Financial Protections and the Military Lending Act

Increasingly concerned about predatory lending practices targeting members of the military, Congress enacted the Military Lending Act (MLA) in 2006 to protect active-duty service members from unscrupulous lenders.

 This federal law initially covered only direct personal loans but has since been expanded to cover other consumer credit transactions. It also covers things like payday loans, application fees, and credit insurance premiums.

The MLA does not apply to the general public. Only active-duty service members (including active Guard Reserve), their spouses, and certain dependents are covered. You can check whether you are currently covered through the Defense Manpower Data Center (DMDC) website. Read on for a brief introduction to the MLA.

What Loans Are Covered by the MLA?

The MLA protects against “creditor[s] who extend consumer credit to a covered member of the armed forces or a dependent . . . ." "Consumer credit" is defined as “credit offered or extended to a covered borrower primarily for personal, family, or household purposes, and that is:

  • Subject to a finance charge; or
  • Payable by a written agreement in more than four installments."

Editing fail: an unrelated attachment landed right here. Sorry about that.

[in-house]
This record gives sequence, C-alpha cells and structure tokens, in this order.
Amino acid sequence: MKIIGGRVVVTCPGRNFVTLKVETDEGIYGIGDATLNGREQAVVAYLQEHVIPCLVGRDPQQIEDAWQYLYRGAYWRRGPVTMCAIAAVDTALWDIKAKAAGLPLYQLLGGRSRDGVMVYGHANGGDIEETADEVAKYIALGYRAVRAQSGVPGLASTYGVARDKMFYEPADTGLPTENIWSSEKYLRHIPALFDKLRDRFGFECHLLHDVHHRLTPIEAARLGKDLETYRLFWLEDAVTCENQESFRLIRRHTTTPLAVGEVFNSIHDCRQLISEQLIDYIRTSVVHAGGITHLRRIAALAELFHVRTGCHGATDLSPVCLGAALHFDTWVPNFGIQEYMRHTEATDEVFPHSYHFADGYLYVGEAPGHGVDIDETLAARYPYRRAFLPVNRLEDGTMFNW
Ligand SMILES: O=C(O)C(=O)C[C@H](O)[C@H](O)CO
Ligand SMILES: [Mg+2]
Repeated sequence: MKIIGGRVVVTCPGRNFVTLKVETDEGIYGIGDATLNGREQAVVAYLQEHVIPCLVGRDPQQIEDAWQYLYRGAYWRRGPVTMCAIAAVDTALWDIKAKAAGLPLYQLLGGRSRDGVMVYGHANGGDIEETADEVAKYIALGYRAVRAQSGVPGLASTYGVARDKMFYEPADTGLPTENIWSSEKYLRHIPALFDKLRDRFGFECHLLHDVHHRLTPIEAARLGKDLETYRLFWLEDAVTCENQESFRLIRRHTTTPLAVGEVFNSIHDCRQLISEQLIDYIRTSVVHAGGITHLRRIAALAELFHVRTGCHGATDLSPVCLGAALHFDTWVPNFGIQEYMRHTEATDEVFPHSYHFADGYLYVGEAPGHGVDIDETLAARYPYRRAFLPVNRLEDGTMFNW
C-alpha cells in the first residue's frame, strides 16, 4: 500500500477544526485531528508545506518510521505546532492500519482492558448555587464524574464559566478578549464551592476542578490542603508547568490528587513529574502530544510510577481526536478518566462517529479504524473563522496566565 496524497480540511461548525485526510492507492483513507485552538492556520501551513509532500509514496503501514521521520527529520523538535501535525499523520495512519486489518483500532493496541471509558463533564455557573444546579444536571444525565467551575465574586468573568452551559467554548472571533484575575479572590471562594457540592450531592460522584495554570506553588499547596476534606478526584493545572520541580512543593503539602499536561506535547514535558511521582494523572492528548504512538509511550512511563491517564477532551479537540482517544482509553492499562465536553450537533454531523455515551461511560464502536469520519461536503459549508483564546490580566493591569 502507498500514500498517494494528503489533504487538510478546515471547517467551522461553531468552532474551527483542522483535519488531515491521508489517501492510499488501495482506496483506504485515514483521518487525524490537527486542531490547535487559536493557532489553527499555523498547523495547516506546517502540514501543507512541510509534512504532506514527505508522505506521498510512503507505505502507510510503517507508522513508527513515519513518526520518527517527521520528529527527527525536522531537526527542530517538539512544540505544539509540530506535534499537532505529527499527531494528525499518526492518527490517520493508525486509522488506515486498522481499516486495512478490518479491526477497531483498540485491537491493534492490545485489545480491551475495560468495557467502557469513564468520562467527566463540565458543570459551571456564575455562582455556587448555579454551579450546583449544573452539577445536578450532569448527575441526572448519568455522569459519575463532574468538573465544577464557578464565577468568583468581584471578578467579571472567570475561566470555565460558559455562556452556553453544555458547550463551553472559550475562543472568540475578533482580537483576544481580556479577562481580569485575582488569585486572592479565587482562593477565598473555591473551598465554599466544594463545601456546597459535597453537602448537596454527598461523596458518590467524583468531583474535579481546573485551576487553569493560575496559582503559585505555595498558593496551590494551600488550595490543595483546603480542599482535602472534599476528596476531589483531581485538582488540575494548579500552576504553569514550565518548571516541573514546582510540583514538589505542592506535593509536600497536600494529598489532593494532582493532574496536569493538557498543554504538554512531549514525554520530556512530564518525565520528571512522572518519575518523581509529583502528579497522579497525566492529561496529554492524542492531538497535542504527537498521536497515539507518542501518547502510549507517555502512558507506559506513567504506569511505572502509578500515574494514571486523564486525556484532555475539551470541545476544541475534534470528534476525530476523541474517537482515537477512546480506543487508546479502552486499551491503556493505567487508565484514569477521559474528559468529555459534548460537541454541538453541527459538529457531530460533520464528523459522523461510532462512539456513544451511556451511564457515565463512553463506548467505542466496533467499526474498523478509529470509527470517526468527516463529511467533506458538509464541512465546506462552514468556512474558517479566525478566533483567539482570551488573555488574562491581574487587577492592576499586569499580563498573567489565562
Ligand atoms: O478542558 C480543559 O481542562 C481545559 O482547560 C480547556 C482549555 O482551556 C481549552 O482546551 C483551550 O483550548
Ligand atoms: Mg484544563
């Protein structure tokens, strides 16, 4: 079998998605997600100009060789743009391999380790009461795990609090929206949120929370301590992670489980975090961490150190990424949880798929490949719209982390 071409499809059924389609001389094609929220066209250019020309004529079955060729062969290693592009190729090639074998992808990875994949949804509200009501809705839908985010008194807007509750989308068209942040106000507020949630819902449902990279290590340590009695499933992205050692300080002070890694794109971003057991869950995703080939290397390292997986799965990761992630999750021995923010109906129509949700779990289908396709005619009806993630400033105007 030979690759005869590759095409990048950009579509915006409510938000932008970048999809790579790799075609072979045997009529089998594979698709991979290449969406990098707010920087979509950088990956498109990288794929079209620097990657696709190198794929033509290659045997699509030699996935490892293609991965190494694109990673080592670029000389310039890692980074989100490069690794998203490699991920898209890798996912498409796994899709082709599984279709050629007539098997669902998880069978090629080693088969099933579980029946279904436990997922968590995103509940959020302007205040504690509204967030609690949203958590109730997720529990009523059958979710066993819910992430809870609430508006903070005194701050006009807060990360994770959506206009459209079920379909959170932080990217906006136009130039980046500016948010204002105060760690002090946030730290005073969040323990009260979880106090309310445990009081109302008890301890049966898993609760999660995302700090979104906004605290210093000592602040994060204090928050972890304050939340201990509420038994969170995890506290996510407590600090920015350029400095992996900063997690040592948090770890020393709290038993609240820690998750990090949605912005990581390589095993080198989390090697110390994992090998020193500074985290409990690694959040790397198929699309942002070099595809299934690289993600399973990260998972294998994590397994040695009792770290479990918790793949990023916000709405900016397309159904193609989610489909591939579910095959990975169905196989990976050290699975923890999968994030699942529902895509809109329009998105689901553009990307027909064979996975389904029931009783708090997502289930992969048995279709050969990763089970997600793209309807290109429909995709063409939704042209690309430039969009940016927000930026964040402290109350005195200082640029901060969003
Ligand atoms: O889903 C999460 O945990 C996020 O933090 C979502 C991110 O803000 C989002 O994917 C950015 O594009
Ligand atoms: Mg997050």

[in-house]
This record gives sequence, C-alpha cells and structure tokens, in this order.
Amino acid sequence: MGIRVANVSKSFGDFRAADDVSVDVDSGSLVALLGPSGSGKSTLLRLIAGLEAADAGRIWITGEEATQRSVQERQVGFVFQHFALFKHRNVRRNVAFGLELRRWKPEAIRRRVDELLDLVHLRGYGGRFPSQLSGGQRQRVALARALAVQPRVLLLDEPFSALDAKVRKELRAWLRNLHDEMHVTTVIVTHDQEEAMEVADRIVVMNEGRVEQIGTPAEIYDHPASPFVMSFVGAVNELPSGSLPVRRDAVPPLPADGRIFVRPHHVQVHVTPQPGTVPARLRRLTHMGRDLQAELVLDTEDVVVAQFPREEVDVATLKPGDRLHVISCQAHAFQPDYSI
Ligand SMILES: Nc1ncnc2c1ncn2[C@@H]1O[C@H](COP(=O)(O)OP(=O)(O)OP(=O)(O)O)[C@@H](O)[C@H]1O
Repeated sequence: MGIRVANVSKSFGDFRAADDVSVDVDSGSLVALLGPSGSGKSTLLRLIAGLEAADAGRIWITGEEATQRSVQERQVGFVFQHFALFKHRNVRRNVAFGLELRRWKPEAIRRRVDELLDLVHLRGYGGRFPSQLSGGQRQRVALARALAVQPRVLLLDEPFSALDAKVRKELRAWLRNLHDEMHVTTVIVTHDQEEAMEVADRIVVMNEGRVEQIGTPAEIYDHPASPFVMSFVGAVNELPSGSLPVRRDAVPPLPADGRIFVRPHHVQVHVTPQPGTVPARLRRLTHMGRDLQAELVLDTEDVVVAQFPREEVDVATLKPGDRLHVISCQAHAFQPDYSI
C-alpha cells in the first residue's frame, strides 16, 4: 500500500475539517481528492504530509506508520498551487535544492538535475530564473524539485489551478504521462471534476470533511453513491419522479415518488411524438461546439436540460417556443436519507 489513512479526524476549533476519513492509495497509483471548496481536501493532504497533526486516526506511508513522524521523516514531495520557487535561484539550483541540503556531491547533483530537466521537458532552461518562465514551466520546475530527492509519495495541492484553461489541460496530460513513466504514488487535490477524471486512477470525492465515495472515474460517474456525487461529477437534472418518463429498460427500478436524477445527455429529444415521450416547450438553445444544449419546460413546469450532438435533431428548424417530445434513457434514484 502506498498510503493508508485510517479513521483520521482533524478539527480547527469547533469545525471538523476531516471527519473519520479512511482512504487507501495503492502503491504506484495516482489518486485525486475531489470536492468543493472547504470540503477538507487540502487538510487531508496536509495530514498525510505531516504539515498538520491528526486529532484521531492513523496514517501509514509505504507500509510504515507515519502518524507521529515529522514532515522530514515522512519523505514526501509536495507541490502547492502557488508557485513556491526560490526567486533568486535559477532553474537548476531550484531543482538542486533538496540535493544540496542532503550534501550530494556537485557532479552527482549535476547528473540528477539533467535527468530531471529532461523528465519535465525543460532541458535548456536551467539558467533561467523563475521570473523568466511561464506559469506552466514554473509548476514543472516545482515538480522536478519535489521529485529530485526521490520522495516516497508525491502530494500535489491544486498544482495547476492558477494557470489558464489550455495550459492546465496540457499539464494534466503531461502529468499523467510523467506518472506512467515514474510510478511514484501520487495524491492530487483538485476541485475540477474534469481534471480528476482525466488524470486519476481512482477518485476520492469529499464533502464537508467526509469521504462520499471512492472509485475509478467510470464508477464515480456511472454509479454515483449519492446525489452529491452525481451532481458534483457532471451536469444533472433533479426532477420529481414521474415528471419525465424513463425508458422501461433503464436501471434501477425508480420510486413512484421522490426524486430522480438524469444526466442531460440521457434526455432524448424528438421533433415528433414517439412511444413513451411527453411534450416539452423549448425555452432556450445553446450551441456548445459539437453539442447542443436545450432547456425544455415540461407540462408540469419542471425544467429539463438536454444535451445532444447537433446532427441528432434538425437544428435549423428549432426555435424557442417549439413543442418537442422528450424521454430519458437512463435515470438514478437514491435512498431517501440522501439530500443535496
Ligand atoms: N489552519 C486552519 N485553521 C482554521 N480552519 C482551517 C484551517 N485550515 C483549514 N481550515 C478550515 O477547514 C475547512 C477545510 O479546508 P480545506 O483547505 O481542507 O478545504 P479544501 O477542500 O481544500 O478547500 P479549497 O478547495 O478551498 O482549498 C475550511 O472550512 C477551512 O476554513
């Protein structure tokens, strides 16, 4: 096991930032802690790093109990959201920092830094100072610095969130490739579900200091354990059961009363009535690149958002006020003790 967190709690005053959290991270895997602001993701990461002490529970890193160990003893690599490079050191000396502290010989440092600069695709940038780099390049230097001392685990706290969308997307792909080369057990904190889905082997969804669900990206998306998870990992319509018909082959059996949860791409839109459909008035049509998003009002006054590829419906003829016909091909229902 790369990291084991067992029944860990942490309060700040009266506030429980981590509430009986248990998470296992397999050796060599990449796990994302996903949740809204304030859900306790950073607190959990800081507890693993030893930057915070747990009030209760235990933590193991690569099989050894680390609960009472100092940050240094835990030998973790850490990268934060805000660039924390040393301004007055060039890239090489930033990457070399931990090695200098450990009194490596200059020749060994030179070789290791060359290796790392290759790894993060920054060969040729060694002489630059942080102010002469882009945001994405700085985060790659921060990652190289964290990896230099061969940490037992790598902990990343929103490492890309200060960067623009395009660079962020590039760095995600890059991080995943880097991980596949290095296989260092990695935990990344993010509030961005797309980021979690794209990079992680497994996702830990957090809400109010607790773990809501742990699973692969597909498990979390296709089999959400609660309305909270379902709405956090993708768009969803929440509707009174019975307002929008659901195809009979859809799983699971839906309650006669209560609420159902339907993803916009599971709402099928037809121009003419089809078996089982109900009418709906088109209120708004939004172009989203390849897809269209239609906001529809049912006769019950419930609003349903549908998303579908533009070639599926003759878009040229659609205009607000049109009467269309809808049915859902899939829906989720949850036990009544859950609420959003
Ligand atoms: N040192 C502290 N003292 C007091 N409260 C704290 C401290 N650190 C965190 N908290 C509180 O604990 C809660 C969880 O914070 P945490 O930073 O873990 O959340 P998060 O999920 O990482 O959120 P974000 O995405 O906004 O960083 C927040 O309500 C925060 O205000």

Though this language initially had a narrow interpretation, Department of Defense (DoD) regulations have significantly expanded its meaning over the years. The MLA now covers a much wider variety of credit products, including things like:

  • Payday loans
  • Motor vehicle title loans
  • Tax refund anticipation loans
  • Credit cards
  • Student loans
  • Deposit advance products
  • Vehicle title loans
  • Overdraft lines of credit (traditional overdraft services are excluded)
  • Certain installment loans and refinances

Credit agreements issued in violation of the MLA are void from the moment they are entered.

What Loans Are Not Covered by the MLA?

Again, the Military Lending Act covers a wide variety of consumer credit transactions. This is reflected in current DoD regulations, which instruct that the MLA should be interpreted where possible in alignment with Regulation Z of the Truth in Lending Act.

However, there are important exceptions to this general guideline. Unlike Regulation Z, the MLA does not apply to the following types of loans:

  • Residential mortgages, reverse mortgages, and home equity loans
  • Loans financing the purchase of a motor vehicle (motor homes, recreational vehicles (RVs), golf carts, or motor scooters do not count)
  • Loans financing the purchase of personal property where the loan is secured by the purchased property

Other Key Provisions of the MLA

The MLA is a complex piece of consumer-protection legislation and covers lots of ground. This section highlights some of the most important protections it offers service members shopping for credit-related products:

  • Interest Rate Cap —The MLA caps interest rates offered to protected individuals. Specifically, a creditor may not charge a rate exceeding 36%, which is calculated at an annualized rate known as the Military Annual Percentage Rate (MAPR). The 36% cap applies to both closed-end and open-end credit.
  • Oral and Written Disclosures —The MLA requires that lenders disclose annual interest rates verbally and in writing. They must also provide a clear description of the payment obligations.